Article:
Here’s a sneak preview of Writing Can Be Murder…released October 2014

Chapter One
Early September

CHIP COLLINGSWORTH HAD WRITTEN about murder…victims shot, brutally mutilated, suffocated, poisoned. But that was all fiction. He hadn’t seen a real murder scene until he stood and stared at the inert body.
The man was dressed in jeans, a purple University of St. Thomas sweatshirt and Nikes. He looked as if he had fallen asleep while reading the book that was open on his chest. But his face was ashy and his body stiff-looking with what Chip assumed was rigor mortis. A thin trail of blood seeped beneath the pages of the book. It pooled on his left side, a dark red, sticky puddle. There was little doubt that he was dead.
A knot of nausea formed in Chip’s midsection and started to rise up his chest, his gag reflex forming a bitter taste in his mouth. He quickly turned aside and took a deep breath, then another.
It was his friend Patrick Finnegan.
Early that morning Chip Collingsworth drove from Turners Bend, Iowa, to Minneapolis. For as far as he could see, orange cones blocked off one lane of Interstate 35. He thought of himself as a fairly intelligent man. Yet, the workings of the Department of Transportation were beyond his understanding. There were no signs of any work being done, no workers, no heavy equipment, no torn-up asphalt, only a long line of slow-moving traffic inching north at 35 mph. The road crew is probably off drinking coffee and eating donuts waiting for their lunch break.
Chip had recently traded in his Volvo convertible for a new state-of-the-art hybrid, a Ford 2014 C-Max with a SYNC voice-activated system. He hadn’t tired of ringing all the car’s bells and tooting all its whistles.
“Call Jane,” he commanded. “Hi, darling. How’s my blushing bride?”
“I’m in Hjalmer’s barn treating a nasty case of scours. Neonatal calf diarrhea is no fun. Being a vet is not all cute kitties and puppies, you know. Are you in Minneapolis yet?”
“Not even close. I’m caught in road construction traffic. Being on the road trying to promote my books is no fun either, especially when it takes me away from you. If it doesn’t let up, I’ll be late for my signing at ONCE UPON A CRIME bookstore. What’s that bellowing I hear?”
“It’s the calf, Chip. Have to go, love. Sell lots of books and drive safely.”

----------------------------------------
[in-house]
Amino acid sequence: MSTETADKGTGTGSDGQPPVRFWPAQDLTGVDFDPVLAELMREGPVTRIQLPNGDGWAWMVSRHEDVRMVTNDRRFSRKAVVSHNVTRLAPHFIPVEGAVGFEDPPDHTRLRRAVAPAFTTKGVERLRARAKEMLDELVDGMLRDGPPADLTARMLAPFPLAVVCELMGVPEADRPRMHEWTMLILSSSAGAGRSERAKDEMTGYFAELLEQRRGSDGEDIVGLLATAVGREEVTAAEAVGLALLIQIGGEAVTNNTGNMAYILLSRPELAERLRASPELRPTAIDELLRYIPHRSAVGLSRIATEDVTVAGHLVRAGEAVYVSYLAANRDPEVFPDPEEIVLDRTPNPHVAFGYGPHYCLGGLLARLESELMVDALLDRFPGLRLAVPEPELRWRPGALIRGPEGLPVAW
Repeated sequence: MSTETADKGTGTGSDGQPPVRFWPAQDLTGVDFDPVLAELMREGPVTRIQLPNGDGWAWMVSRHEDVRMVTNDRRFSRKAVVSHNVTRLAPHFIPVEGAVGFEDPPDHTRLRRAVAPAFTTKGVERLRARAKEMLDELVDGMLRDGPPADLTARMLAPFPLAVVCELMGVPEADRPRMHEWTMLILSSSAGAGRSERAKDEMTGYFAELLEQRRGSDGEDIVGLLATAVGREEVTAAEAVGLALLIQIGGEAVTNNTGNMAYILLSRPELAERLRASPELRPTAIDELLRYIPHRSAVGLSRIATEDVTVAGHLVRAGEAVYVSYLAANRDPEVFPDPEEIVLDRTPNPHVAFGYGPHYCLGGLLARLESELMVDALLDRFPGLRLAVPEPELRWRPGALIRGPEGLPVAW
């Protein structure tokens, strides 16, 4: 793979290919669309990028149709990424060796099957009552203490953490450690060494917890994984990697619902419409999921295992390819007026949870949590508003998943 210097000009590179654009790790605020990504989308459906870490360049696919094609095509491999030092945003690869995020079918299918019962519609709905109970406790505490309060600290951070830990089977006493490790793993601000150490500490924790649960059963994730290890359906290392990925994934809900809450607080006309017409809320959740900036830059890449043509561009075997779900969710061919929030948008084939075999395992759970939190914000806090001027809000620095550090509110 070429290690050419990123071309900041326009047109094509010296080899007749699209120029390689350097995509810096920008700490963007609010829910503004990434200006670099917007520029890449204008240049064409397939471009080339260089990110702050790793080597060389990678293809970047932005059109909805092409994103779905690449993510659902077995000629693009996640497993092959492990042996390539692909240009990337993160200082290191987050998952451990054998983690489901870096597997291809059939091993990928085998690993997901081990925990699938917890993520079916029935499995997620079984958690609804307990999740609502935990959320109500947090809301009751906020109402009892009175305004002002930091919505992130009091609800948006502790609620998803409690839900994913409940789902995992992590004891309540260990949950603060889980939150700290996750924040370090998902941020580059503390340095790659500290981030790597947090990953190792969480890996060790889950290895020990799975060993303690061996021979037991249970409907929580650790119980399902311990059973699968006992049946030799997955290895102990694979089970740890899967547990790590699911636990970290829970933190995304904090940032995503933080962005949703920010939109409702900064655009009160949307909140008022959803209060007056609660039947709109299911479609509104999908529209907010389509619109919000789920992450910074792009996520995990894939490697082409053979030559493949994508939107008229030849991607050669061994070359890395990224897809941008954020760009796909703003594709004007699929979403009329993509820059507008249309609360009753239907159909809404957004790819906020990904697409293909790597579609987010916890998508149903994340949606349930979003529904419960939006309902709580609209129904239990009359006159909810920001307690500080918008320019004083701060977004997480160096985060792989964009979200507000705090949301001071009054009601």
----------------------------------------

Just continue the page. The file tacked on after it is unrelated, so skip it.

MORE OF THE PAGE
That’s the same thing Lucinda said to me…only with venom not sweetness in her voice.
Lucinda Patterson Williams was his literary agent. She always found time to promote his career, as well as make his life hell. For a brief period Chip thought romance and marriage might soften her, but he was sadly mistaken. She wanted him in the public eye making appearances and promoting his crime novels. And, as if that wasn’t enough, she was pressuring him to sign another three-book contract.
“Play Lorde.” Strains from “Royals” filled the car’s interior and Chip sang along…”I’ve never seen a diamond in the flesh…”
He was on his way for a joint signing with a fellow crime writer, Patrick Finnegan. Finnegan was moderately successful, while Chip’s books were hugely popular. There’s no under-estimating the reading public’s desire for tall, handsome doctors and strong, sexy female FBI agents!
He liked Finnegan. They had met in New York at ThrillerFest, a writer’s convention, and discovered they both lived in the Midwest, Chip in Turners Bend, Iowa, and Patrick in Minneapolis, and that they both wrote police procedural novels. Shortly after, they started sharing and critiquing each other’s work, emailing chapters back and forth. Chip trusted Patrick’s opinions and respected his writing skills. He was pleased to be seeing him again in person and sharing a signing event at ONCE UPON A CRIME.
Chip placed a call to Patrick, but got his voice mail box. “Hi Patrick, this is Chip. I’m meeting Pat and Gary at Common Roots before the store opens. Meet us there, if you can. Otherwise I’ll see you at 11:00.”
The bookstore was a popular site for mystery readers, and author signings drew large crowds. Jane’s son, Sven, was a student at the Minneapolis College of Art and Design. MCAD was within walking distance of the store, and Sven had promised to bring a bunch of his college friends to the book signing.